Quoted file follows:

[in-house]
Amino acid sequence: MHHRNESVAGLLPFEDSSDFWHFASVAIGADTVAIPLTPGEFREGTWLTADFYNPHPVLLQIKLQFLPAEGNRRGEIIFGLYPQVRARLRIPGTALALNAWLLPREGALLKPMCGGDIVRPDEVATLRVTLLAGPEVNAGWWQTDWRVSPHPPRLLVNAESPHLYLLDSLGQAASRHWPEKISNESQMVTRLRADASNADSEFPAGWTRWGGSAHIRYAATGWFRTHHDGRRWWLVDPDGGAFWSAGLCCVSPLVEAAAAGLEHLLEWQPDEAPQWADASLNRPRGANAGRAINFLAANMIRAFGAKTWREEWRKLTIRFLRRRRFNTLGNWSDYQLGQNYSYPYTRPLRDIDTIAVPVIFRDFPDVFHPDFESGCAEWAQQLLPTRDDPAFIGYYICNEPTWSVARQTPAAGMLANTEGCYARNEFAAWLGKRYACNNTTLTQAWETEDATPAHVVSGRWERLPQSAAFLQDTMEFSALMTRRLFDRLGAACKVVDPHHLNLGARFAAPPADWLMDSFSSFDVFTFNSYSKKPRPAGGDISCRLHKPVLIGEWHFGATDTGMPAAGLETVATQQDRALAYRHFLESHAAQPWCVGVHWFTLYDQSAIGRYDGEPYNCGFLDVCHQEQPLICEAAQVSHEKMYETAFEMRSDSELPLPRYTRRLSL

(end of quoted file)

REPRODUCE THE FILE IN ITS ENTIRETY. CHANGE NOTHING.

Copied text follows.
[in-house]
Amino acid sequence: MHHRNESVAGLLPFEDSSDFWHFASVAIGADTVAIPLTPGEFREGTWLTADFYNPHPVLLQIKLQFLPAEGNRRGEIIFGLYPQVRARLRIPGTALALNAWLLPREGALLKPMCGGDIVRPDEVATLRVTLLAGPEVNAGWWQTDWRVSPHPPRLLVNAESPHLYLLDSLGQAASRHWPEKISNESQMVTRLRADASNADSEFPAGWTRWGGSAHIRYAATGWFRTHHDGRRWWLVDPDGGAFWSAGLCCVSPLVEAAAAGLEHLLEWQPDEAPQWADASLNRPRGANAGRAINFLAANMIRAFGAKTWREEWRKLTIRFLRRRRFNTLGNWSDYQLGQNYSYPYTRPLRDIDTIAVPVIFRDFPDVFHPDFESGCAEWAQQLLPTRDDPAFIGYYICNEPTWSVARQTPAAGMLANTEGCYARNEFAAWLGKRYACNNTTLTQAWETEDATPAHVVSGRWERLPQSAAFLQDTMEFSALMTRRLFDRLGAACKVVDPHHLNLGARFAAPPADWLMDSFSSFDVFTFNSYSKKPRPAGGDISCRLHKPVLIGEWHFGATDTGMPAAGLETVATQQDRALAYRHFLESHAAQPWCVGVHWFTLYDQSAIGRYDGEPYNCGFLDVCHQEQPLICEAAQVSHEKMYETAFEMRSDSELPLPRYTRRLSL